San Francisco Spring 1995
District Attorney Carl Andrews was in a fury. "What the hell is going on here?'' he demanded. "We have three doctors living together and working at the same hospital. One of them almost gets an entire hospital closed down, the second one kills a patient for a million dollars, and the third one is murdered."
Andrews stopped to take a deep breath. "And they're all women! Three goddam women doctors! The media is treating them like celebrities. They're all over the tube. 60 Minutes did a segment on them. Barbara Walters did a special on them. I can't pick up a newspaper or magazine without seeing their pictures, or reading about them. Two to one, Hollywood is going to make a movie about them, and they'll turn the bitches into some kind of heroines! I wouldn't be surprised if the government put their faces on postage stamps, like Presley. Well, by God, I won't have it!" He slammed a fist down against the photograph of a woman on the cover of Time magazine. The caption read: "Dr. Paige Taylor— Angel of Mercy or the Devil's Disciple?"
"Dr. Paige Taylor." The district attorney's voice was filled with disgust. He turned to Gus Venable, his chief prosecuting attorney. "I'm handing this trial over to you, Gus. I want a conviction. Murder One. The gas chamber."
"Don't worry," Gus Venable said quietly. "I'll see to it."
Sitting in the courtroom watching Dr. Paige Taylor, Gus Venable thought: She's jury-proof. Then he smiled to himself. No one is jury-proof. She was tall and slender, with eyes that were a startling dark brown in her pale face. A disinterested observer would have dismissed her as an attractive woman. A more observant one would have noticed something else—that all the different phases of her life coexisted in her. There was the happy excitement of the child, superimposed onto the shy uncertainty of the adolescent and the wisdom and pain of the woman. There was a look of innocence about her. She's the kind of girl, Gus Venable thought cynically, a man would be proud to take home to his mother. If his mother had a taste for cold-blooded killers.
There was an almost eerie sense of remoteness in her eyes, a look that said that Dr. Paige Taylor had retreated deep inside herself to a different place, a different time, far from the cold, sterile courtroom where she was trapped.
The trial was taking place in the venerable old San Francisco Hall of Justice on Bryant Street. The building, which housed the Superior Court and County Jail, was a forbidding-looking edifice, seven stories high, made of square gray stone. Visitors arriving at the courthouse were funneled through electronic security checkpoints. Upstairs, on the third floor, was the Superior Court. In Courtroom 121, where murder trials were held, the judge's bench stood against the rear wall, with an American flag behind it. To the left of the bench was the jury box, and in the center were two tables separated by an aisle, one for the prosecuting attorney, the other for the defense attorney.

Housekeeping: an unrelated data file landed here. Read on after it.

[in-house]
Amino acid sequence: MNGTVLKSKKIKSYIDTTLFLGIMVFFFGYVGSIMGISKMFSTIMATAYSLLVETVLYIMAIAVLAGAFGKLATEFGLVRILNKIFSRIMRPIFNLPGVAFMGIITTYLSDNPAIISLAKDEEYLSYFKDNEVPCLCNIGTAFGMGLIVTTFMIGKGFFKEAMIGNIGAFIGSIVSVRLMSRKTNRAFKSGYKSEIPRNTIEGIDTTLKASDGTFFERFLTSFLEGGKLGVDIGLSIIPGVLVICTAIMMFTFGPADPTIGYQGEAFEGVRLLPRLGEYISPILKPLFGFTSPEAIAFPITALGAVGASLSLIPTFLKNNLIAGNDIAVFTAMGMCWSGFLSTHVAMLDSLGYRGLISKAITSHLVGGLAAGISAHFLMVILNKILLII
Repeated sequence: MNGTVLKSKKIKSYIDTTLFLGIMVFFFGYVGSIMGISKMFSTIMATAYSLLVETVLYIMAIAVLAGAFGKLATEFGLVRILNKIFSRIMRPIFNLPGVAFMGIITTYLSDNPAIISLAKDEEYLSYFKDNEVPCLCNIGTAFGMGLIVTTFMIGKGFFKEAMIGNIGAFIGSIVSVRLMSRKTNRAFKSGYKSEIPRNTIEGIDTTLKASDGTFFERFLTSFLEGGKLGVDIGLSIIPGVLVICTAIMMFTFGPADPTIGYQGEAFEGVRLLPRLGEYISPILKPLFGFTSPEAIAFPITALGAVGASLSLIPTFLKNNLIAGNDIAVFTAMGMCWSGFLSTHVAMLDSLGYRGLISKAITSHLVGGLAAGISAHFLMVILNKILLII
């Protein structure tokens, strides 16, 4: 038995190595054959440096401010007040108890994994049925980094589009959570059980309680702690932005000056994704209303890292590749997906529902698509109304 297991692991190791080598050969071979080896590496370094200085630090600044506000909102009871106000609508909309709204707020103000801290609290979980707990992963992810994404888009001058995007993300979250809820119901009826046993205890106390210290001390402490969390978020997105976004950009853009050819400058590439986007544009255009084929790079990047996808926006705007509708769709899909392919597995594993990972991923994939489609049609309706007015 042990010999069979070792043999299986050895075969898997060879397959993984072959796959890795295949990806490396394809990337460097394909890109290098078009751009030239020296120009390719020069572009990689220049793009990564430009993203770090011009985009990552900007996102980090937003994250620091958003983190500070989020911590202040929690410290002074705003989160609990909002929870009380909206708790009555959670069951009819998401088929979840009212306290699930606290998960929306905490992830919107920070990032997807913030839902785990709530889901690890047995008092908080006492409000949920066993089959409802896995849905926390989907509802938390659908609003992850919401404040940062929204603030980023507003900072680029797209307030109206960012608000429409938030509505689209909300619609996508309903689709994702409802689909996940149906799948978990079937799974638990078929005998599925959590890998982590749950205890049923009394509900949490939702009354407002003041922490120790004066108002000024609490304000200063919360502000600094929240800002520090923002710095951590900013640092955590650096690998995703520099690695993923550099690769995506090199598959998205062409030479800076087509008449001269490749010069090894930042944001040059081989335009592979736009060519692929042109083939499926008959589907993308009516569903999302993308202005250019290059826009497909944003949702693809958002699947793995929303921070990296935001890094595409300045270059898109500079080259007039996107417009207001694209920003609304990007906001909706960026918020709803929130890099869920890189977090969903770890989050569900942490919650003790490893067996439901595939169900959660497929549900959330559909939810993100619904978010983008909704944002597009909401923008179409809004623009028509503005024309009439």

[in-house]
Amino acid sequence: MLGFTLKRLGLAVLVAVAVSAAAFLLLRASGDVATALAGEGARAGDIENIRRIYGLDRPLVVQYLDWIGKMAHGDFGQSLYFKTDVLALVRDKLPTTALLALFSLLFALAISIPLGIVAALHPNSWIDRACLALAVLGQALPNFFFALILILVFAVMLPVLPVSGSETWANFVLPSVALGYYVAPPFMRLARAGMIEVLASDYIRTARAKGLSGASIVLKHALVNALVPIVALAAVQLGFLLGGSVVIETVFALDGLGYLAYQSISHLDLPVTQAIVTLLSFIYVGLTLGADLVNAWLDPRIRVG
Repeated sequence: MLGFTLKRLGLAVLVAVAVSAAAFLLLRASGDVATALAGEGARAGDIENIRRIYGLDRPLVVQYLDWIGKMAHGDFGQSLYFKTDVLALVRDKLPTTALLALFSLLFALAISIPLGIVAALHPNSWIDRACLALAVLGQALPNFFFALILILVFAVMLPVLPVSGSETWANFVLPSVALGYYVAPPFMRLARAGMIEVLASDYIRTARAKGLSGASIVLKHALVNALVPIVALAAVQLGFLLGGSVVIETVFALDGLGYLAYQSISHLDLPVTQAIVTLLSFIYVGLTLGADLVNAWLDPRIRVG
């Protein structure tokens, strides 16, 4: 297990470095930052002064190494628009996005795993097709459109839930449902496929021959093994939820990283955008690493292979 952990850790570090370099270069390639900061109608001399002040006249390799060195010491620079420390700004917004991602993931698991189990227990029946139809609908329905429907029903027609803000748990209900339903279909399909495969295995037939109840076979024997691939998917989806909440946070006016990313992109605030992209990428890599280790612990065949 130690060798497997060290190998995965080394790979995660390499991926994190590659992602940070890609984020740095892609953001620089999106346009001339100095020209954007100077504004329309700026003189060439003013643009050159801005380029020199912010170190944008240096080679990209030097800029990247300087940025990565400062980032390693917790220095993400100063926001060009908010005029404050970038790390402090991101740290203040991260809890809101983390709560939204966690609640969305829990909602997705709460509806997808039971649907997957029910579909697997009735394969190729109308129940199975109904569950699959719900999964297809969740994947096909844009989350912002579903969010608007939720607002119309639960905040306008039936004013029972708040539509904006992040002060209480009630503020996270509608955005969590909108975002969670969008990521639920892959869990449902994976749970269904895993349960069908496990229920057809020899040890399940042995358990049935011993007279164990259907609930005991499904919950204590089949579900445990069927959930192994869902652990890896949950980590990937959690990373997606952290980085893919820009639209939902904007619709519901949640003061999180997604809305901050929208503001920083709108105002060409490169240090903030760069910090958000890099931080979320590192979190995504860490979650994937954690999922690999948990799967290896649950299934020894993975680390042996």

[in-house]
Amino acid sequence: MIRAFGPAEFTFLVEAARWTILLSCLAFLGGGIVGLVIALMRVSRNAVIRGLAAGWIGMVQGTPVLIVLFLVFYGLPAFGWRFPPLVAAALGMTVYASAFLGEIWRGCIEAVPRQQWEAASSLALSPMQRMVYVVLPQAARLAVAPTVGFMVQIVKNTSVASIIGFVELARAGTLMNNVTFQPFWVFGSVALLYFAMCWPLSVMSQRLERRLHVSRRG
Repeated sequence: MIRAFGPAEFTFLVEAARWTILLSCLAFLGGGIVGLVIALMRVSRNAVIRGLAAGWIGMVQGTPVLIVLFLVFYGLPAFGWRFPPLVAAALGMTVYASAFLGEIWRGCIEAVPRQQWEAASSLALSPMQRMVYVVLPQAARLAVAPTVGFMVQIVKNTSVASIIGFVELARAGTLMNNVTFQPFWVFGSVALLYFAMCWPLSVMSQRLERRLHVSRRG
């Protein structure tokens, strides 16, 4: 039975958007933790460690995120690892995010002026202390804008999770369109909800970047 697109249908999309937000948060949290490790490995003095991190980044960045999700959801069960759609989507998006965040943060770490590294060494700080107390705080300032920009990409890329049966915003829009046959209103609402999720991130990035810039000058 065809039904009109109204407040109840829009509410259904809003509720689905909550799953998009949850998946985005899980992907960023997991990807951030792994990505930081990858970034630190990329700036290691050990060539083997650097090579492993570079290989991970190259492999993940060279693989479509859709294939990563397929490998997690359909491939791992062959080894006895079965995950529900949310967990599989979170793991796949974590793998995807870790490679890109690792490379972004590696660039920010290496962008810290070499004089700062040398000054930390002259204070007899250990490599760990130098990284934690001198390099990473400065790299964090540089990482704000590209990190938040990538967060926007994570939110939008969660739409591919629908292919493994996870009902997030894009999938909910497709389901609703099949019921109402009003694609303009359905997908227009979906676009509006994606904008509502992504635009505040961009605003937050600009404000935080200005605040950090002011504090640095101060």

The courtroom was packed with reporters and the type of spectators attracted to fatal highway accidents and murder trials. As murder trials went, this one was spectacular. Gus Venable, the prosecuting attorney, was a show in himself. He was a burly man, larger than life, with a mane of gray hair, a goatee, and the courtly manner of a Southern plantation owner. He had never been to the South. He had an air of vague bewilderment and the brain of a computer. His trademark, summer and winter, was a white suit, with an old-fashioned stiff-collar shirt.
Paige Taylor's attorney, Alan Penn, was Venable's opposite, a compact, energetic shark, who had built a reputation for racking up acquittals for his clients.
The two men had faced each other before, and their relationship was one of grudging respect and total mistrust. To Venable's surprise, Alan Penn had come to see him the week before the trial was to begin.
"I came here to do you a favor, Gus."
Beware of defense attorneys bearing gifts. "What did you have in mind, Alan?"
"Now understand—I haven't discussed this with my client yet, but suppose—just suppose—I could persuade her to plead guilty to a reduced charge and save the State the cost of a trial?"
"Are you asking me to plea-bargain?"
Gus Venable reached down to his desk, searching for something. "I can't find my damn calendar. Do you know what the date is?"
"June first. Why?"
"For a minute there, I thought it must be Christmas already, or you wouldn't be asking for a present like that."
"Gus . . ."
Venable leaned forward in his chair. "You know, Alan, ordinarily, I'd be inclined to go along with you. Tell you the truth, I'd like to be in Alaska fishing right now. But the answer is no. You're defending a coldblooded killer who murdered a helpless patient for his money. I'm demanding the death penalty."
"I think she's innocent, and I—"
Venable gave a short, explosive laugh. "No, you don't. And neither does anyone else. It's an open-and-shut case. Your client is as guilty as Cain."
"Not until the jury says so, Gus."
"They will." He paused. "They will."
After Alan Penn left, Gus Venable sat there thinking about their conversation. Penn's coming to him was a sign of weakness. Penn knew there was no chance he could win the trial. Gus Venable thought about the irrefutable evidence he had, and the witnesses he was going to call, and he was satisfied.
There was no question about it. Dr. Paige Taylor was going to the gas chamber.
It had not been easy to impanel a jury. The case had occupied the headlines for months. The cold-bloodedness of the murder had created a tidal wave of anger.